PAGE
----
Edward Glassman, PhD, (now retired) was the President of The Creativity College®, a division of Leadership Consulting Services, Inc. and former Professor at the University of North Carolina in Chapel Hill, where he headed the Program for Team Effectiveness and Creativity.
A former Guggenheim Fellow at Stanford University and a Visiting Fellow at The Center For Creative Leadership in Greensboro, North Carolina. He led scores of creative thinking meetings and workshops for large and small organizations, including DuPont; Amoco Chemical; IBM; Texaco; Ciba-Geigy; Hoechst-Celanese; Milliken; Federal-Mogul; Calreco/Carnation; A.T.&T. Bell laboratories; Standard Products; Eastman Chemical; Thetford; Lucas Engineering (UK); and numerous others.
Classic and alternative 'outside the box' thinking puzzles.
1. What's your name?
2. Where are you from?
I was born and raised in NYC.
3. Who are you today?
4. What do you do? (Elevator speech)
Besides my writing and creating (and doing) magic tricks for my family, I work out with a personal trainer 2 times a week and on my own 2 times a week.
5. What's your story (how did you get here)?
My education (Ph.D.) allowed me to become a scientist and a professor of biochemistry & nutrition.
My lifelong learning in the form of workshops, courses, extensive reading, and other self-taught efforts enabled me to become a consultant and/or writer in education, creativity, magic, nutrition, columns for local newspapers; etc.
6. Why is creativity important to you?
WOW. Creativity provides an inherent part of human nature. We all explode with creativity. That is how we humans survived nature and developed our civilizations and diverse cultures. The difficulty for each individual consists of preserving the process and getting it out into a critical environment.
Creativity is the basis of almost everything I do: science, teaching, consulting, writing, living a full life with my family and friends.
7. When/how did you realize you had a creative dream or calling to fulfill?
When I was about 8, I read Microbe Hunters by Paul DeKruif. From that time I decreed that 'I am a scientist,' similar to when I pretended 'I am a cowboy' when I was 5. However, from that moment, I was a scientist and focused on developing the skills and tools to becoming a better scientist.
Later in life, I became a Visiting Fellow of the Center For Creative Leadership in Greensboro, NC, and stumbled into creativity training.
8. How did you embrace it?
From that experience. I announced to myself: 'I am a creativity consultant.' I went on to read extensively, attend courses and workshops, and eventually lead workshops for many large and small corporations, and write columns, articles, and books.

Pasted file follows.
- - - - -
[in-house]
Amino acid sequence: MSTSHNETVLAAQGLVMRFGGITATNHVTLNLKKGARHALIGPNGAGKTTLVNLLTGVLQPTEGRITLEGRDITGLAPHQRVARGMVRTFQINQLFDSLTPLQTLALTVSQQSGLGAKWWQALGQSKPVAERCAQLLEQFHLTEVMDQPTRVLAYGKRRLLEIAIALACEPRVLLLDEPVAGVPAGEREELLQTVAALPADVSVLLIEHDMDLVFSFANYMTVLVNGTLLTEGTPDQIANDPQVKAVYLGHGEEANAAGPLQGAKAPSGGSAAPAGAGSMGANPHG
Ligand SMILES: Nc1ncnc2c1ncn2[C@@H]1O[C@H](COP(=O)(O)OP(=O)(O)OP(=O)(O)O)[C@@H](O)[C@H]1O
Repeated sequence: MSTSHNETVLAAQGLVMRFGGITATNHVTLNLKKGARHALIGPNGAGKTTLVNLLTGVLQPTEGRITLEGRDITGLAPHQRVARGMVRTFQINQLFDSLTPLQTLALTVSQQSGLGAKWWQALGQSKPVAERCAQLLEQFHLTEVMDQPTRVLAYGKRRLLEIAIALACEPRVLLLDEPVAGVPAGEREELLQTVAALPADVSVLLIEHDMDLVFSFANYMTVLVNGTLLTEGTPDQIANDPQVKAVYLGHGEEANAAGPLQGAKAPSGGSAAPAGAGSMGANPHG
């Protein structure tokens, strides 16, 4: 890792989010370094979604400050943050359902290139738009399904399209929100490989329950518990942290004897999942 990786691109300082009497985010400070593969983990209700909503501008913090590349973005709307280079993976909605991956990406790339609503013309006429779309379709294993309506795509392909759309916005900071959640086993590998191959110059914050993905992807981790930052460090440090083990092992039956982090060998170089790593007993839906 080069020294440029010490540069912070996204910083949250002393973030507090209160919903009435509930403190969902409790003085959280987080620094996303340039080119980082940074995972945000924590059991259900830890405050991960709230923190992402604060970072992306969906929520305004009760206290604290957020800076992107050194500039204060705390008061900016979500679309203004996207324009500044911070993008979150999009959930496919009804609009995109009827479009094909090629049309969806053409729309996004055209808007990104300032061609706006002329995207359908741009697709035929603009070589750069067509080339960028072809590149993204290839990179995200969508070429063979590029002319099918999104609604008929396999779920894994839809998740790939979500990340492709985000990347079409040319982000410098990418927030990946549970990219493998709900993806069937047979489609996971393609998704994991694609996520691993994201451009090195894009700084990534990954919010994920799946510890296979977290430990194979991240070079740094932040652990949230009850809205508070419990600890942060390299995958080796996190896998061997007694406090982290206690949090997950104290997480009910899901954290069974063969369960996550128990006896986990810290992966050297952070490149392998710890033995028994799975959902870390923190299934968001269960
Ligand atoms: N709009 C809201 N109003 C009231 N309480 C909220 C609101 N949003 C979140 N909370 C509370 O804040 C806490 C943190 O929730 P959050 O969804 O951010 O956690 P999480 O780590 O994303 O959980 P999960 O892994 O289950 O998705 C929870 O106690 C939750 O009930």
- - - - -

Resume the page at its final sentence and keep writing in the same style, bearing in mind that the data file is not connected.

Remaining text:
When I turned 80 years old, I declared: 'I am a writer,' and in five months wrote two books on magic, two on creativity, and one on nutrition and weight loss. All that information I had learned and stored throughout my life came gushing out and I didn't stop until I wrote it all down. Subsequently, I wrote my latest book on Creativity Triggers For College Students.
9. How did that feel?
10. Where has your journey taken you?
I have been a scientist and professor, an educational consultant, a creativity consultant, newspaper columnist, a Guggenheim Foundation Fellow, and a writer always.
I have traveled extensively as a scientist, and later as a consultant. I have a wonderful family and close friends. I live modestly so I can do the creative things I want to do. A great journey, and still moving forward.
11. What challenges have you faced?
Life is a challenge, the ultimate challenge. Passing exams and getting my Ph.D. was my greatest challenge. After that, my professorship, my consulting, my relationships: it seems that I was challenged by myself and others all along the way. And here I am. Who knew.
12. What worked for you?
Announcing to myself and a few trusted others that 'I am (a scientist, a consultant, a teacher) from the beginning, living as though that declaration were true, and working very hard to develop the skills and tools to become successful worked well for me.
I was able to have a succession of fascinating careers and have fun along the way. And I am still doing it. After all, 'I am now a writer.'
I call this approach 'forceful goal setting.'
13. What didn't work for you?
Setting goals by declaring what I wanted to 'become,' (tepid goal setting) rather than decreeing that I 'am' that person and living that new reality (forceful goal setting).
14. What three tips can you share with those starting on a similar path?
In no particular order ...
15. What are you working on now?
Another creativity book.
16. What's coming up for you in the next year?
Finishing my book
17. What else do you desire/dream to do?
Write a book with my daughter who is a leader of meditation
18. How will you make that happen?
She and I already discuss the core elements of the book.
19. What question do you want to answer that's not on this list?
What's in your book Creativity Triggers For College Students: A Frolicking Guide To Light Up Your Life?
This book brings together the modern, targeted creativity triggers that focus on the real issues within a problem and on its quality solution.
You will find three types of creativity triggers to help solve problems creatively when working alone or in groups:
Here's what else you will find:
So alter habits and apply new creativity triggers to your problems. Start making new connections from old bits & pieces in your mind, and be more successful and creative.
20. Where can folks find your work online?